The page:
My first goal is to present my take on where McKitrick’s proposal sits in the overall subject of the environmental threats. I apologize in advance for possible misinterpretations and omissions, and will appreciate anyone’s pointing to those.

My second goal is to find a place in the INET domain for the entire subject of environmental threats.

I have reviewed the readily available materials of those referred to in McKitrick’s comment of October 15, including the formal version of the T3 tax proposal published in July 2008, which I have obtained at . I have the following points to make.

1. The reservation made in Steve Jennings’ comment of October 6 regarding the temperature being a lagging indicator was a valid one, that is, justified by what we could read in the blog post. It took my requesting the references and doing some digging before I discovered that the reservation was not applicable. Specifically, the emission price is determined by the discounted present value of damages, which is a time series going into the future. Therefore, the price (carbon tax) is not based on the present temperature, as Steve could rightfully assume, but rather on time-weighted values of present and forecasted temperatures. As a side observation, I would like to note that the word 'optimal' in the introduction to formula for "The optimal emission price" (in the formal 2008 article), is out of place. I do not see optimization of any kind in the entire chain of mathematical expressions. The price itself is defined as a straightforward ratio of the added discounted damage to the added emission.

As to the other critique by Steve, Prof. McKitrick is not a fair target. I would suggest, it is up to the INET to prove that progress can be made under the present political system. Steve, why don’t you register as an INET member? We could then do some cooperative work.

2. It is my impression that there is no attempt by McKitrick to calculate, or outline the method of calculating the damage, a variable which is instrumental in determining the emission price. I have found damage costs addressed in references to literature, but not in the body of McKitrick’s work.

3. Global warming is only one of the environmental threats. It would be good, I think, to have an INET research program called, say, Environmental Economics. The global warming project within this program would embrace McKitrick’s work and relevant research by other people. I am going to submit a suggestion to this effect through an appropriate INET channel.


While Ross McKitric’s work is intriguing, his assertion that econometricians are ahead of the physical scientists in the field of statistical modeling is a bit of a stretch. While I believe it is important to develop accurate forecasts of carbon emissions of atmospheric temperature in order to set up a appropriate tax protocols, it is important to recognize -I think-that econometric models fail often and fail profoundly; particularly when applied to fields where many unknowns exist that may have an indirect effect on any given phenomenon. For example, climate change may be the result of a natural-super-cycle of warming that may be compounded by human activity or it may be a stand-alone phenomenon that has very little to do with human activity. Lack of clarity of the fundamental scientific issues underlying climate change is creating a “let’s wait and see attitude not only the part of the oil and gas industry -an industry that is anxious to monetize their reserves – but governments as well. From a policy perspective the best policy considering, all of the uncertainty and politics surrounding the science of climate change, is not to penalize the oil and gas industry but assist them with tax incentives to aggressively develop and market alternative energy technologies including: thorium based nuclear power, hydrogen fuel cells and advanced solar. This is a direct approach to reducing C02 emissions while simultaneously increasing more clean energy that may be used to increase global living standards. Any other route, including taxation approaches to limit C02 emissions is simply wasting time and possibly setting the stage for lower economic growth and living standards.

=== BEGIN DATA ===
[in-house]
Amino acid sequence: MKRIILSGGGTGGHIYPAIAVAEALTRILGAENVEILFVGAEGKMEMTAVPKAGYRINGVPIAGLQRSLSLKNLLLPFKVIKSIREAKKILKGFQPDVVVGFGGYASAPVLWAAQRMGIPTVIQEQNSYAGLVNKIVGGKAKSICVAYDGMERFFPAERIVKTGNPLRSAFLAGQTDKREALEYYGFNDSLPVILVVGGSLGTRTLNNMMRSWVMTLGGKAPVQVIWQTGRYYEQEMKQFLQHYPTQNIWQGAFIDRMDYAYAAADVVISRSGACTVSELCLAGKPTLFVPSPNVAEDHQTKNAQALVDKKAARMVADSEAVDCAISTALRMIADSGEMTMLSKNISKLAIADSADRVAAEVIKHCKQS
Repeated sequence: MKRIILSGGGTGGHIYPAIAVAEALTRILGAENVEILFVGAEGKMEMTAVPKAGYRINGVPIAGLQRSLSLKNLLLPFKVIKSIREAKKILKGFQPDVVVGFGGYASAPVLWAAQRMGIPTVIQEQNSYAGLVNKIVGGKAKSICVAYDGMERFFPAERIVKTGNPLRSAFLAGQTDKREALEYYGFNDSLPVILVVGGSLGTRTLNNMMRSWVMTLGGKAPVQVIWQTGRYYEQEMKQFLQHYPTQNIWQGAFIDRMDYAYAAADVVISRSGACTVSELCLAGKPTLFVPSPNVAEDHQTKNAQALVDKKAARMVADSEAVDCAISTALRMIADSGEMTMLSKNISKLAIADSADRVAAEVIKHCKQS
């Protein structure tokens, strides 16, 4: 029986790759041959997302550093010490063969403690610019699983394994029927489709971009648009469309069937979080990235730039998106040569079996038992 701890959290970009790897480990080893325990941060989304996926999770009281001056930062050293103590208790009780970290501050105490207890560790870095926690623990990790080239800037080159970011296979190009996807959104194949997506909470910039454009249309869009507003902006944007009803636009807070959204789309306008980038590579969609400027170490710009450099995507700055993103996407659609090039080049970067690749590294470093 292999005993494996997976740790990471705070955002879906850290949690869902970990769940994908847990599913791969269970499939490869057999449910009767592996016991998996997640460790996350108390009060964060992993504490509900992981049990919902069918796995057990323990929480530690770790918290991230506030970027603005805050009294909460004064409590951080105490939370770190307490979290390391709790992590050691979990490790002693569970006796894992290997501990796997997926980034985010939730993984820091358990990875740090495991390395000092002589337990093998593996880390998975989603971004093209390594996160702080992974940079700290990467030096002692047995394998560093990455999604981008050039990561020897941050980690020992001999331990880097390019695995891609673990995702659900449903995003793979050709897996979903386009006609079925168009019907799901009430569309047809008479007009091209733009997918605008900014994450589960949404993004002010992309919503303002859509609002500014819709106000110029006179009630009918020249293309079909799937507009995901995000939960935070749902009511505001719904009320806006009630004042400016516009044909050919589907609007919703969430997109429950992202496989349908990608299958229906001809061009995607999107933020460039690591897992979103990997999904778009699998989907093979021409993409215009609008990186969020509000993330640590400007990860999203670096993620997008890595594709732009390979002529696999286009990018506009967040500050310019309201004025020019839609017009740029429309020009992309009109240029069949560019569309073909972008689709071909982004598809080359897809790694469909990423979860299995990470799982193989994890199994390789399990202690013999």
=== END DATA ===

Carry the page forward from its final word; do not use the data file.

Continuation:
The points in your two comments might be interesting to debate. Actually, some if not all of the points are addressed on my websites. However, the major questions in this thread, are whether the materials that present Prof. McKitrick’s approach and proposal are sufficiently complete, defensible and presentable. And is the proposal in such an accomplished state that a governmental policy recommendation can be made under the auspices of INET? My answer is no. The materials are incomplete, at least to the extent noted in point 2 of my previous comment. Also, a lot of additional work will have to be done before a policy recommendation can be put forth. That is why I make a suggestion in point 3.

Take care,


A message for Nicholas Alpha and Perry Mehrling

In point 3 of my comment of November 2, above, I make a suggestion of a new research program. If this is not the area of your responsibility, could you please pass this message to the appropriate person.

A feedback of any kind will be appreciated.

Best regards,


There might well be no "net" costs of policies to abate global warming, if households genuinely have willingness-to-pay for such policies. Despite that willingness-to-pay they would have no incentive to generate income for that purpose since each would realize they were too small to make a difference (an exact analogue in input markets to the well-known free-riding in output markets). For greater clarity, see the following paper:
I value your thoughts!
Best, Phil